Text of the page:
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National Geographic presents 'Boston Bombers' docudrama

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(Read caption) Police officers aim their weapons in Watertown, Mass., as they hunt for the two suspects in the Boston Marathon bombings in this April 19, 2013, file photo. A Harvard University report released Thursday looks at the effectiveness of emergency response during the four-day saga.

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It was an event that shut down a city and held the world’s attention. A cheerful spring day at the finish of the 2013 Boston Marathon was interrupted by two bombings that killed three people and wounded more than 250. A search for the individuals responsible unfolded over the following five days with unbelievable horror, drama, and unexpected turns.

"Inside the Hunt for the Boston Bombers" is the National Geographic Channel’s gripping docudrama that re-creates the massive manhunt for the suspects. Based on eyewitness accounts, “Inside the Hunt,” airing April 13 at 9 p.m., relies on the narratives of law enforcement officials, survivors, and ordinary citizens swept up in the tide of events to retell the story of April 15, 2013, and the days that immediately followed.

There are countless threads to follow in the Boston bombings, but National Geographic chose the compelling angle of cooperation. “Inside the Hunt” offers a reassuring message for Americans still swimming in the wake of 9/11, two wars abroad, and the constant thrum of uncertainty about global and personal safety: We can face and stop evil.

It is more of a feel-good interpretation of the coordinated efforts in the bombings aftermath than the analysis offered by a recent Harvard study, indicating that recklessness on the part of anxious, self-deploying law enforcement officers was dangerously present during the whole affair, the Monitor reported.

Beyond presenting a perspective that puts law enforcement in a positive light, with no mention of media efforts to keep a terrified public "sheltering in place" informed other than its gaffes, there is no overarching narrator or analysis for “Inside the Hunt.” Alleged bombers Tamerlan and Dzhokhar Tsarnaev are kept as nondescript, menacing targets. But at the Boston screening at the Wilbur Theater on April 9, several speakers provided context for the bombings' lasting impact and the city’s swift response to care for the wounded and hunt for the perpetrators.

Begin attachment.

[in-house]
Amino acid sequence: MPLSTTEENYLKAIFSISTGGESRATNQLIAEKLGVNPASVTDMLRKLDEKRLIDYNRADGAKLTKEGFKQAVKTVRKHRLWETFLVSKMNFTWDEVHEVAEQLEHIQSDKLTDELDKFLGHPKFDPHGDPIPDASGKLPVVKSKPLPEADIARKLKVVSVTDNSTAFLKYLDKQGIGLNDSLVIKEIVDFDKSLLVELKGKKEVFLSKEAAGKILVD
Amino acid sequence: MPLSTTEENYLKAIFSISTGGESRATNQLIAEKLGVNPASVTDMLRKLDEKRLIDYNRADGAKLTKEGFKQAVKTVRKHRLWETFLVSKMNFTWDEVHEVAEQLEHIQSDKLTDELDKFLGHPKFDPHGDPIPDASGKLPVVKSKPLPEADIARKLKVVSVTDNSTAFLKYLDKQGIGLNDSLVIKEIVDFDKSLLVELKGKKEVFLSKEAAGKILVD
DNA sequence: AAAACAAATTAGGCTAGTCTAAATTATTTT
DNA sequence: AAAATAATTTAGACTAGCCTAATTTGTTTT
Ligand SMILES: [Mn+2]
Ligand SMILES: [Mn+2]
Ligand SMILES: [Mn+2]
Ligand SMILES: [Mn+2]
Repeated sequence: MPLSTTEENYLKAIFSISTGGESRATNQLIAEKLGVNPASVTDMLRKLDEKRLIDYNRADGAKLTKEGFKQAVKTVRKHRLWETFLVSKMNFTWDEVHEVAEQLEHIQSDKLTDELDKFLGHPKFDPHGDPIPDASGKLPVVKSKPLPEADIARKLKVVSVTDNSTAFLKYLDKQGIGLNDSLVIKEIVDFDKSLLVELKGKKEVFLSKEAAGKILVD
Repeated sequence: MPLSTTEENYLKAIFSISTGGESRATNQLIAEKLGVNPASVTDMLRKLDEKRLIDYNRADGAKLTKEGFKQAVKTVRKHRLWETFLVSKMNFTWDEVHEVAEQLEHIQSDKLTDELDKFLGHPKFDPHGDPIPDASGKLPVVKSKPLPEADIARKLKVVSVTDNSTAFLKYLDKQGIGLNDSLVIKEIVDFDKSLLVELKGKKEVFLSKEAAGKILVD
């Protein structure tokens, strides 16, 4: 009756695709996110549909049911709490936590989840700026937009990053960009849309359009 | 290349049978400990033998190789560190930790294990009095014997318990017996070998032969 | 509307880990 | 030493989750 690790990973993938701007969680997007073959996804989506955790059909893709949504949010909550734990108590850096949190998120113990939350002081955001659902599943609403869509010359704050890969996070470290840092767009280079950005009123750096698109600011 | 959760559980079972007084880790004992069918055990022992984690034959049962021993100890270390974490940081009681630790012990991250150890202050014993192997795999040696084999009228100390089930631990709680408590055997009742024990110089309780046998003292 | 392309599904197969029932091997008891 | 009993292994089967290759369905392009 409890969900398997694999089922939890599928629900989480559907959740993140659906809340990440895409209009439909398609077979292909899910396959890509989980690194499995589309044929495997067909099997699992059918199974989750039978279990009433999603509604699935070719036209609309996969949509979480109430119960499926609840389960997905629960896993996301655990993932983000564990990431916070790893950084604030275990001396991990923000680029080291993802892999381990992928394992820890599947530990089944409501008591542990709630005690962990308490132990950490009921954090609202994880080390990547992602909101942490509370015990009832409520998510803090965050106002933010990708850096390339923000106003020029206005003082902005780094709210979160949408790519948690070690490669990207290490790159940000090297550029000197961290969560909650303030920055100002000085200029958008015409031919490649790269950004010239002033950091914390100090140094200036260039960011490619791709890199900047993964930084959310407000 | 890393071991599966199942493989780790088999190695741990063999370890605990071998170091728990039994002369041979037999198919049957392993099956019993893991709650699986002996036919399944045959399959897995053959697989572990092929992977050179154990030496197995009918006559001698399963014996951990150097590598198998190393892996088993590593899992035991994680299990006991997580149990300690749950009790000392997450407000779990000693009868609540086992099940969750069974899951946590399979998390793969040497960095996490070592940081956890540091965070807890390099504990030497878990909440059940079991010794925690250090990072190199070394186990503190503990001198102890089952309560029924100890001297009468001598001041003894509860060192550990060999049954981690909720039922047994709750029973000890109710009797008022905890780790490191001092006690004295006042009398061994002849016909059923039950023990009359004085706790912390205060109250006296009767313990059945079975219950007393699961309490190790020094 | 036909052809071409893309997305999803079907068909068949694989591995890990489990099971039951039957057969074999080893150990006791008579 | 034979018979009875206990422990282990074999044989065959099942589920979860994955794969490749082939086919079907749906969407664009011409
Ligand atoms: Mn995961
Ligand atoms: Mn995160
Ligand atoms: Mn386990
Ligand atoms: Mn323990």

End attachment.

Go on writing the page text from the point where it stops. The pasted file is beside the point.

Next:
Dr. Leonard Marcus at Harvard’s School of Public Health, who has played a leading national and international role in terrorism preparedness and emergency response, says he and his colleagues tried to decipher what had happened during those sleepless nights in Boston when differing law enforcement teams formed into a seamless body as they identified, tracked, and apprehended the suspects. He remarked on their seeming ability to set aside ego, competition, and blame to unify their efforts.

“When we really bore down on it, we realized it followed the same principles that govern swarm intelligence,” Dr. Marcus told the Boston audience made up of first responders, law enforcement, city officials, and survivors. 

Swarm intelligence is the scientific term that describes how animal communities, without a leader, can act collectively with remarkable agility – think of a flock of birds swerving through the sky or ants carving underground tunnels – by giving and heeding each others' simple cues.

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The same principles were at play, he says, in Boston’s alphabet soup of law enforcement – FBI, the police department, the mayor’s office, the governor’s office, and others – as they steered through an avalanche of evidence, tips, and false leads under tremendous pressure.

“Boston is one big village,” said Marcus. “It has a tradition of preparedness, a tradition of caring for one another.”

It’s a sentiment that Massachusetts Gov. Deval Patrick echoes in the film, “There is power in turning to each other in an event like that, instead of turning on each other,” he said.

The docudrama relies on central players and actors to recreate what happened at the finish line that day in an urgent but tasteful way. While the manhunt is the main focus and sets the pace of the film, voices of survivors also guide viewers through their shock, emotions, and gradual steps toward recovery.

“The survivor’s marathon began when the bombs went off,” said Dr. David Crandall, a medical director for the amputee program at Boston’s Spaulding Rehabilitation Hospital, at the Boston screening. And for many that marathon of recovery continues, healing both seen and unseen wounds.

Michele Mahoney, who offers her survivor’s tale in “Inside the Hunt,” is not planning on being at the finish line of the 2014 Boston Marathon. “I had never been to the finish line before. I had just gone to cheer on my best friend and she's not running again this year,” she told the Monitor. Mahoney says a number of the survivors felt that they should go to this year’s race, to show how far they had progressed and to help reclaim the joy of the event. But Mahoney plans to spend the day quietly with family, friends, and the boyfriend she had just began dating when her life tilted into chaos at the finish line last year.

"The bombing was one second of humanity at its worst,” survivor Jarrod Clowery told the audience at the screening. “Since then there have been millions of seconds of humanity at its best.”  

“Inside the Hunt for the Boston Bombers” premieres April 13 at 9 p.m., with an encore airing April 16, on the National Geographic Channel. Check natgeotv.com for future airings or visit its interactive page at http://bit.ly/NatGeoBoston.

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